Attempting to draw 6 things in a minute is fun, you end up with ridiculous drawings even from the more artistically minded, simply because there is no time to go back and correct mistakes. Especially on the hard side of the cards where you have more abstract concepts to draw, Doodle Rush really can push you.

Unfortunately the same isn't always true of the guessing phase. Having 1 minute for 6 people to shout over each other, both trying to guess and respond to guessers can devolve into chaos. It's pretty common for someone to get a correct guess only for another player to shout out that they guessed that earlier/last round. It's hard to think of another way of doing the guessing phase without it becoming clunky, but it has to be said that this phase detracts from the game, which is unfortunate, because it is half the game.

Doodle rush is a light party game, and it fills that niche very well. It isn't going to hold peoples attention forever, but for groups who are more extroverted and willing to shout over each other then it should be a big hit.

OIn;y having 1 minute to draw things can result in some very minimalist drawings.
Fi’s Final Thoughts

For me, Doodle Rush was a great concept for a quick party game, with a guaranteed length and super simple rules that mean anyone can jump straight in. I enjoy drawing games and the idea of a real-time game where everyone is always involved and there is no downtime sounded great.

We’ve played Doodle Rush as a group of four with different friends, as well as taking it to my work board gaming group for an audience of non-gamers. Our friends did not enjoy it, not really liking the stressful rush or the pressure to draw well. My work group are more laid back and definitely had fun with the game, but weren’t blown away. Both groups have fallen in love with Telestrations in the past and I think Doodle Rush just can’t compete with this golden goose of drawing games.

The main drawback I see in Doodle Rush is the simultaneous guessing phase. I think I understand why the guessing phase was designed this way, because there is both points value in listening so that you get rid of cards, as well as in shouting so that you win cards from other people. However, with one minute, most well drawn cards are easily guessed (at least on easy mode) and that means that you probably zoned out an early correct answer because you were too busy shouting at someone else and that original guesser can get quite annoyed when you hand the card to another player who you heard more clearly.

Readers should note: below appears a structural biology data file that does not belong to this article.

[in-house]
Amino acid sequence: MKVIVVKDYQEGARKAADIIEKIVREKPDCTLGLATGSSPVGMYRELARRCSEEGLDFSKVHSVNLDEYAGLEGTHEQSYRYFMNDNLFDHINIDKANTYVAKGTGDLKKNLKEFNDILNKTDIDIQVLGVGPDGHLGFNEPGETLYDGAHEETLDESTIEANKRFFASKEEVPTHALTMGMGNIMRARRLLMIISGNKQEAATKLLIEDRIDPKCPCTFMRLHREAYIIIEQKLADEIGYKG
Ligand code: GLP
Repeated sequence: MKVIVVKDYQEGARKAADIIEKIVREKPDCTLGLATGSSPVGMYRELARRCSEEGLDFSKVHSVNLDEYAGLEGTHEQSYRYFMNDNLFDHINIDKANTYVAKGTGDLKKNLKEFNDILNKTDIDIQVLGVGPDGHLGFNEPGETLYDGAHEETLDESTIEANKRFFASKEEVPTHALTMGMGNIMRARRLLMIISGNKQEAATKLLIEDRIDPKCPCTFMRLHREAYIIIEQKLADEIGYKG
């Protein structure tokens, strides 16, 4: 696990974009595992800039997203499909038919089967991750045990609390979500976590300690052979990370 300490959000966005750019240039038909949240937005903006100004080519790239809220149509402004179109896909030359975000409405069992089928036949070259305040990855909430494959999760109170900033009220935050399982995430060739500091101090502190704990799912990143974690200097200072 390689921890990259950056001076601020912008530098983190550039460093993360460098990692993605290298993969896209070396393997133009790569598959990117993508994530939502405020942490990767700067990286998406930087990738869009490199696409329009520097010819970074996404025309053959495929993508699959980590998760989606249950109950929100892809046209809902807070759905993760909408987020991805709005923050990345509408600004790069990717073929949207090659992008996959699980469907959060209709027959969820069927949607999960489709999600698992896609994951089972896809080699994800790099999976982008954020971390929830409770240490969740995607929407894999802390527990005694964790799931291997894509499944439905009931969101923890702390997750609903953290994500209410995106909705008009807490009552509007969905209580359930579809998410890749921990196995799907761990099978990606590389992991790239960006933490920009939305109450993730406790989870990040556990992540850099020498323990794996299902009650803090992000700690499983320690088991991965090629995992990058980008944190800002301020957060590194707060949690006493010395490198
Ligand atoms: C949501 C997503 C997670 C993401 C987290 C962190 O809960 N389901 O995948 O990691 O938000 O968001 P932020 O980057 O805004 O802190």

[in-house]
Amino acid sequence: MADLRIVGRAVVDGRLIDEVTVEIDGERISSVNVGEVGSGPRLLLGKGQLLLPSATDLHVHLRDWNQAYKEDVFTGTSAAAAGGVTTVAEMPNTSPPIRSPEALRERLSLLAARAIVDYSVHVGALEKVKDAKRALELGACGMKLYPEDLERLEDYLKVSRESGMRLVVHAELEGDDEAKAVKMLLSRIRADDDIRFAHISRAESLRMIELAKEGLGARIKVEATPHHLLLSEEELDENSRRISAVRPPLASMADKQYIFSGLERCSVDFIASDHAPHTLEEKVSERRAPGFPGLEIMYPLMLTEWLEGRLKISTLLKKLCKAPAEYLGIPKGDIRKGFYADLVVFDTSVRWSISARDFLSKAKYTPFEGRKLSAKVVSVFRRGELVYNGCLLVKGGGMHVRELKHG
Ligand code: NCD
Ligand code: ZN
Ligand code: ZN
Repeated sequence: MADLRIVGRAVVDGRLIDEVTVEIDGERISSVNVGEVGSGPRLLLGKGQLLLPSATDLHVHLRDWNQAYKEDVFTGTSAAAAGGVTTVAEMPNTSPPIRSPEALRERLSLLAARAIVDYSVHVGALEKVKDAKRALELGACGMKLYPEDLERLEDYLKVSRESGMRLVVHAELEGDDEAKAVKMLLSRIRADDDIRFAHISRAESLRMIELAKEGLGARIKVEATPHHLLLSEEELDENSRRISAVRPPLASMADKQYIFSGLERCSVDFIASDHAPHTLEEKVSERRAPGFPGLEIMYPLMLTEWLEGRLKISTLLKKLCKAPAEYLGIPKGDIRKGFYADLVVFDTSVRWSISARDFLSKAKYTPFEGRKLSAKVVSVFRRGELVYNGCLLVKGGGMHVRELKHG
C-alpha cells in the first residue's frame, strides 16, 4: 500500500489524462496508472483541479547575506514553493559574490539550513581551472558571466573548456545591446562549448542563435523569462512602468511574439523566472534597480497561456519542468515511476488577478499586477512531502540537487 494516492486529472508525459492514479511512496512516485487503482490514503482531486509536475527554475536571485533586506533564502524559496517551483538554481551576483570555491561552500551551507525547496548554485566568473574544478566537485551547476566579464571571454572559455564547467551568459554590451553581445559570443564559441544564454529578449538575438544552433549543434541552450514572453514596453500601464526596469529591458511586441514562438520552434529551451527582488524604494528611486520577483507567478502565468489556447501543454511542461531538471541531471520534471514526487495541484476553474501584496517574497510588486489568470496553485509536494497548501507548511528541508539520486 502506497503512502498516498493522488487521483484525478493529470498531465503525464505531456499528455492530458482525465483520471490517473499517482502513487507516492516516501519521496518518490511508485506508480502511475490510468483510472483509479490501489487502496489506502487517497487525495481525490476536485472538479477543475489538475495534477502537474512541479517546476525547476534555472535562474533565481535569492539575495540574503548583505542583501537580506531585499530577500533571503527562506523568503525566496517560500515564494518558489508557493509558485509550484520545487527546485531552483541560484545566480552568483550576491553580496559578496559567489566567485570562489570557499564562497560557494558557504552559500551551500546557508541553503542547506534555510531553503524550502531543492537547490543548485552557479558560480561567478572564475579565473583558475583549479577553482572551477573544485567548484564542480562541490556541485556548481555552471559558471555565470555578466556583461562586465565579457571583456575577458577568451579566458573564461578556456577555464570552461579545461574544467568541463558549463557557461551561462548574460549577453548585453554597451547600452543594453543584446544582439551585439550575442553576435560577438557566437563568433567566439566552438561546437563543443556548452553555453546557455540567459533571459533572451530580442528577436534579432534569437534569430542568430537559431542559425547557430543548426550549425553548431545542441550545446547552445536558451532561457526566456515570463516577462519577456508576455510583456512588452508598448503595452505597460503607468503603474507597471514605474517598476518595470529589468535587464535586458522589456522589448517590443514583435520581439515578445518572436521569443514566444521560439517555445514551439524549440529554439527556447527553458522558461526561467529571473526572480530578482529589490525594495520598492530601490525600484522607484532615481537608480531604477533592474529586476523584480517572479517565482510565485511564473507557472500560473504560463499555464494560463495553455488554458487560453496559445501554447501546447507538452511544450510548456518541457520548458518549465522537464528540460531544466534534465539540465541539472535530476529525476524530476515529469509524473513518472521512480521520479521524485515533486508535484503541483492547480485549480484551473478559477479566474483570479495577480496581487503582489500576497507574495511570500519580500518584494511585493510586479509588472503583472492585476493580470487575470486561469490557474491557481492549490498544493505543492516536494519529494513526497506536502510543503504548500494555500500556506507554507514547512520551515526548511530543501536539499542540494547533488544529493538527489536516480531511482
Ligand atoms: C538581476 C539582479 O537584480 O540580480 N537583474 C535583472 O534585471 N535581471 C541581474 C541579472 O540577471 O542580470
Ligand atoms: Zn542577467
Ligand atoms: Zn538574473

I don’t think Doodle Rush is going to hit the table very much in the future because it doesn’t have the staying power with the groups we play with. I think perhaps it just suits sillier groups than hours, or even a board game café environment where it could be an easy warm up game for slightly larger groups.
The Easy side tend to have objects or animals, while the hard side tend to have concepts or activities that are much harder to convey in mono-colour speed art!

The Good
  • Speed drawing is a great way to ensure that drawing ability is less of a factor in winning the game.
  • As with many drawing games, Doodle Rush creates a whole lot of laughs with the right group of people.

The Bad
  • The guessing phase is chaotic and could easily lead to arguments with a group who are taking it too seriously or with smaller children who feel it is unfair.

The Verdict
5.5/10 Doodle Rush has a great concept, but we feel that the guessing phase needs some more structure to help avoid any arguments around the table.

Doodle Rush was a review copy kindly provided by Brain Games.